“Piggies” is an interesting criticism of modern society–I love that they used a harpsichord for it (evidently Charles Manson was inspired by it as well as “Helter Skelter”). Like “Bungalow Bill” I never really understood “Rocky Raccoon.” McCartney’s crazy accent at the beginning and the whole premise of the song is peculiar–unless of course you don’t think of Rocky Racoon as a raccoon (which I have a hard time getting past). It’s a pretty decent folk song. though, I suppose. “Don’t Pass Me By” is a song I really don’t know at all–a honky tonk piano (which was the first solo song Ringo wrote). It’s fine and kind of nice.
I had always assumed that “Why Don’t We Do It in the Road?” was a Lennon song, but it was all McCartney–Lennon didn’t even play on it. It’s just a weird noisy track (written when Paul saw monkeys doing it in the road in India) Despite its brevity (less than 2 minutes), I actually find it goes on too long. “I Will” is a sweet acoustic song. I always assumed that “Julia” was a McCartney song, but it’s a beautiful Lennon ballad.
I asked Sarah, who was a huge Beatles fan, if she listened to sides 3 and 4 as much as sides 1& 2 because listening to these sides, I feel like I don’t really know them that well. She says they did, so what do I know?
Of course I know “Birthday.” i find it to be a weird song–why would you write a song about a birthday unless you didn’t want to sing the Happy Birthday song anymore? It is evidently meant to be in the style of Little Richard. I didn’t know and rather dislike “Yer Blues,” which I simply don’t believe the lyrics of. And um, what is the reason why? It’s a pretty dull blues song although the guitars solos are pretty good.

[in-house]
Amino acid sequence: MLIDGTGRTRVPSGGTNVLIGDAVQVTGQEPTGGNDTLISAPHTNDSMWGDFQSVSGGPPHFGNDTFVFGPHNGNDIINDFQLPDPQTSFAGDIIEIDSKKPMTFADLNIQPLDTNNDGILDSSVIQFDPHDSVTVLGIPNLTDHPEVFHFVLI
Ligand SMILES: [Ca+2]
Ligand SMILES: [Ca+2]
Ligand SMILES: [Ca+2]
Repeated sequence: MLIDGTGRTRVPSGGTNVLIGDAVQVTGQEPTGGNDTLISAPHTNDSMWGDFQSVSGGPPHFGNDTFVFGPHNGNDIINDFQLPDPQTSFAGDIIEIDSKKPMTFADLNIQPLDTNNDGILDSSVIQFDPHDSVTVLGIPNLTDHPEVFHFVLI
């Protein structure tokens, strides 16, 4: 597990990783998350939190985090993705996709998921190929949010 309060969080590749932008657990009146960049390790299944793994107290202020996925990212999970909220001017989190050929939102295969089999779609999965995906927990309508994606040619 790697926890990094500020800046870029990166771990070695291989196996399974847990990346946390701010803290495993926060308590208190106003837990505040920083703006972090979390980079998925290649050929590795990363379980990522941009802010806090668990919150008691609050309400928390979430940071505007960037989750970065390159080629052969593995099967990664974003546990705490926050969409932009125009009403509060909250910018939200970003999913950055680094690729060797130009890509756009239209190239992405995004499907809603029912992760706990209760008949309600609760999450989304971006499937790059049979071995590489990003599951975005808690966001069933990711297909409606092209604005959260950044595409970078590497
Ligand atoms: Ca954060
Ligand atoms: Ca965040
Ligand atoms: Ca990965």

I don’t really know “Mother Nature’s Son” that well–I feel like I know the little bass line between verses as significant but not the song itself. It’s a pretty acoustic song that kind of reminds me of “Julia.” “Everybody’s Got Something to Hide Except Me and My Monkey” has some really sharp piercing guitars on it. I like the ringing bells and c’mon c’mon section. The whole song is fun, whatever it’s about. “Sexy Sadie” is a song I’ve never been too crazy about. I like the middle part better than the verses. Apparently this was originally called “Maharishi” and was written about him–he changed the words later–which makes it all make a bit more sense.
It’s a shame that Manson has co-opted “Helter Skelter” because it’s a wonderfully blistering song. The guitars and vocals are just awesomely rocking and raw. I also love that a helter skelter is just a slide and not something sinister (duh, Charles–see what happens when you try to read into Beatles lyrics). I actually knew Siouxsie and the Banshees and Mötley Crüe’s versions before the original, but now I think the original is the best version. I love that the song just never really ends–it’s got codas and extras and blisters on fingers.
“Long, Long, Long” is a song I don’t really know. I like the melody although it’ a bit too slow for me.